Tags: sociology (94)

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  1. Rerview of book by (fellow CASBS fellow JJ).
  2. “This is Erving Goffman, your president. He would rather hear himself speaking than being spoken about.” Having said those two sentences, I was to shut up and sit down.
  3. "The review reinforces the common mistake (apparently made by Lubet too) that Ethnography’s role is to furnish us with hard-to-obtain facts about the social world. But is that what we get from the great ethnographers like Geertz or E. Goffman? No. Rather, great ethnography offers us deep, general *insights* See e.g., how Homans uses Whyte. *Thats* why Whyte is a classic."
  4. More from Erich Goode on sex with his informants... Good God.
  5. This looks really great. I probably won't make it.
  6. Computer Mediated Communication
  7. This is pretty opaque, but I think it is really pretty great.
  8. Turns out nobody pays attention to the ASA page limit guidelines. Wish I knew this a month ago.
  9. Interesting write-up in a very interesting room for debate about open marriage in the context of the a recent micro-scandal about Gingrich asking his ex-wife for one. I'm not sure I totally agree with it, but the argument is intriguing.
  10. Books looks great. And she's a sociologist in Boston!
  11. Nice Scatterplot write up (and interesting comment section) on the Satoshi Kanazawa "Why are black women less attractive?" blogging scandal over at LSE.
  12. My life is crimes of disambiguation.
  13. Apparently, women who work outside the home seem to be slightly less happy than those that do not. Interesting. Haven't read the paper and the results aren't what I would hope for, but it seems interesting.
  14. I'm fascinated by for-profits turning into non-profits and vice versa.
  15. "When do states adopt the moral frames promoted by transnational advocacy organizations? Joshua W. Busby examines the success and failure of advocacy campaigns for debt relief, climate change, HIV/AIDS treatment, and membership in the International Criminal Court in the G7 countries to show that states adopt normative commitments based on key gatekeepers, and their perceptions of national interest. Moral Movements and Foreign Policy argues that material interests of states and of individual politicians are insufficient explanatory variables for making sense of foreign policy choices. Moral language, religious motivations, the desire to live up to a virtuous self-image all shape highly consequential foreign policy decisions that impact everything from foreign aid budgets to the voluntary ceding of state sovereignty over armed forces."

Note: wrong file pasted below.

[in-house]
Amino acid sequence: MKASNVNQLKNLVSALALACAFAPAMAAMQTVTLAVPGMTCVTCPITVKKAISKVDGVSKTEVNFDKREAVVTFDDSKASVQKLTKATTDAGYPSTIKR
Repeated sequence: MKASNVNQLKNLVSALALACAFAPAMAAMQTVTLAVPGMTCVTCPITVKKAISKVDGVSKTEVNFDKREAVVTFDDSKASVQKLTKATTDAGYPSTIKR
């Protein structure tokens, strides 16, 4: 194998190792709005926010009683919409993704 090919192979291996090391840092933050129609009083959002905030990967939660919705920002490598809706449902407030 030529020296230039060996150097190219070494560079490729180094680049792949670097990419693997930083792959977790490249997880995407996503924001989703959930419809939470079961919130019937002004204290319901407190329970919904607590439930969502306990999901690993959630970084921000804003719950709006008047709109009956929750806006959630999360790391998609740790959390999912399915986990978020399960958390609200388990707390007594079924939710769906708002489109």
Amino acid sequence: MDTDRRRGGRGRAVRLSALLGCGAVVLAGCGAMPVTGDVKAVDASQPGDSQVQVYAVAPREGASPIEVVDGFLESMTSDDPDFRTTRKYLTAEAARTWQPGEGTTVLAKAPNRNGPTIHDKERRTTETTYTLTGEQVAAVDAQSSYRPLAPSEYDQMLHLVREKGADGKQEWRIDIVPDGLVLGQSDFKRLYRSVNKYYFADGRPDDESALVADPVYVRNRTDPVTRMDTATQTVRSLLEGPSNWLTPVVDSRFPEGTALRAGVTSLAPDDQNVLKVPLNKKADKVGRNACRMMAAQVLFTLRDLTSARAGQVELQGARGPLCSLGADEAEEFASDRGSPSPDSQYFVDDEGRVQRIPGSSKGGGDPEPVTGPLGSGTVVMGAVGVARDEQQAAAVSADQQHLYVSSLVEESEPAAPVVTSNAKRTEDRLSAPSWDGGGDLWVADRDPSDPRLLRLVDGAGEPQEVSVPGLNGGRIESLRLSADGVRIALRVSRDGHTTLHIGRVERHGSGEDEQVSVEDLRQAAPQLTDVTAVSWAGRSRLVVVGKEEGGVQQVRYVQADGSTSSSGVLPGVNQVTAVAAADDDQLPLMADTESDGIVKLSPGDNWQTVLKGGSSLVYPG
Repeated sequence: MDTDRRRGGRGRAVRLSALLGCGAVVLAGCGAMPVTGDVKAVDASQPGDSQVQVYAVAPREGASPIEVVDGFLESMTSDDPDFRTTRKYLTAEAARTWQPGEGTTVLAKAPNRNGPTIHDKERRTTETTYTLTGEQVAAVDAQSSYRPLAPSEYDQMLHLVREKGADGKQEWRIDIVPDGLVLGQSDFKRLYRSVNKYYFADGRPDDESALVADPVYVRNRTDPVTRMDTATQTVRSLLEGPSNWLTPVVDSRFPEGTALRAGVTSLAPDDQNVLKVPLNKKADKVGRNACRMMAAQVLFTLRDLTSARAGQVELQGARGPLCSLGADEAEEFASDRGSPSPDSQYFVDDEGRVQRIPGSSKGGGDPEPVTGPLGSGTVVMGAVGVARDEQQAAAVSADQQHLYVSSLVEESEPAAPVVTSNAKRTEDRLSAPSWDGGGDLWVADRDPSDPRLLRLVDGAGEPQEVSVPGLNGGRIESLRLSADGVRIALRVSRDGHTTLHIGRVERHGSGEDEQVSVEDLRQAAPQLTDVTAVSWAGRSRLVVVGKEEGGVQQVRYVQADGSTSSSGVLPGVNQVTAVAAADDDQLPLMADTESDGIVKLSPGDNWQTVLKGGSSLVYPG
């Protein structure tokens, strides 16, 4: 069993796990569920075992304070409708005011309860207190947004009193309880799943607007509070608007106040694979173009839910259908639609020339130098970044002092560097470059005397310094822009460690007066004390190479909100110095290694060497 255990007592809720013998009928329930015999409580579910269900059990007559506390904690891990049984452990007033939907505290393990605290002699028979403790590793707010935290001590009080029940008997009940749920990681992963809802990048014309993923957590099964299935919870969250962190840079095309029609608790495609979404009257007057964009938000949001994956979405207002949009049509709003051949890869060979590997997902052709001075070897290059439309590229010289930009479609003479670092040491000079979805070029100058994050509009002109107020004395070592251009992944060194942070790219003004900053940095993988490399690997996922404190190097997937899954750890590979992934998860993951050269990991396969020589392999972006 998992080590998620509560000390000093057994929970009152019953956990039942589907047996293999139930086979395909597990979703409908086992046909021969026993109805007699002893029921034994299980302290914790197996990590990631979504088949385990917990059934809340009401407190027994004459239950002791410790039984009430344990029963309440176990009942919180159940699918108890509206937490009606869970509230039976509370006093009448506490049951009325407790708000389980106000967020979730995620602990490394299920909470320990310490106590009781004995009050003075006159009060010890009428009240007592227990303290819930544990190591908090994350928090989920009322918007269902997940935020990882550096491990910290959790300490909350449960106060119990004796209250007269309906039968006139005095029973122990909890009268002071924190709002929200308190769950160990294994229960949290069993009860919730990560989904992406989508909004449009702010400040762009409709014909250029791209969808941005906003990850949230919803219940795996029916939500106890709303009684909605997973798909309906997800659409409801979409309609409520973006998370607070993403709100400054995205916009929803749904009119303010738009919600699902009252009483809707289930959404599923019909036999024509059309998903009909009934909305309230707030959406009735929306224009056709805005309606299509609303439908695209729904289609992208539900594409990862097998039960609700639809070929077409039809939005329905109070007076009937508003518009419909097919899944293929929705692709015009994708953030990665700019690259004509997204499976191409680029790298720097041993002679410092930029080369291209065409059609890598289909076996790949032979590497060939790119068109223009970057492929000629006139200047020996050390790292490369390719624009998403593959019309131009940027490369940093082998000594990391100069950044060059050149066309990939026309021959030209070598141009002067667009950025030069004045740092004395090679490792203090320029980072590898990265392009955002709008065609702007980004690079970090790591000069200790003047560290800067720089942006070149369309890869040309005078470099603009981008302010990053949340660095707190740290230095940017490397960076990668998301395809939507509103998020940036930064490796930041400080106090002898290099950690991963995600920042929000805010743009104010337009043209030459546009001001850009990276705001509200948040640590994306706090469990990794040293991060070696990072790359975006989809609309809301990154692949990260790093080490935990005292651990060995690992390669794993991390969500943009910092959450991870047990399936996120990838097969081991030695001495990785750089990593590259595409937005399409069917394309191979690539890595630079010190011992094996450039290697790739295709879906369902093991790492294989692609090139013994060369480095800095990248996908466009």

16. Ouch. This is a bad book review: "The empirical information he provides is perfunctory at best. His command of Marxism seems limited. His historical reach extends to his own earlier works. His vast theoretical apparatus is jimmy-rigged and empty. The graphs are inane, the writing atrocious. To call this book dull as dish water maligns dish water."

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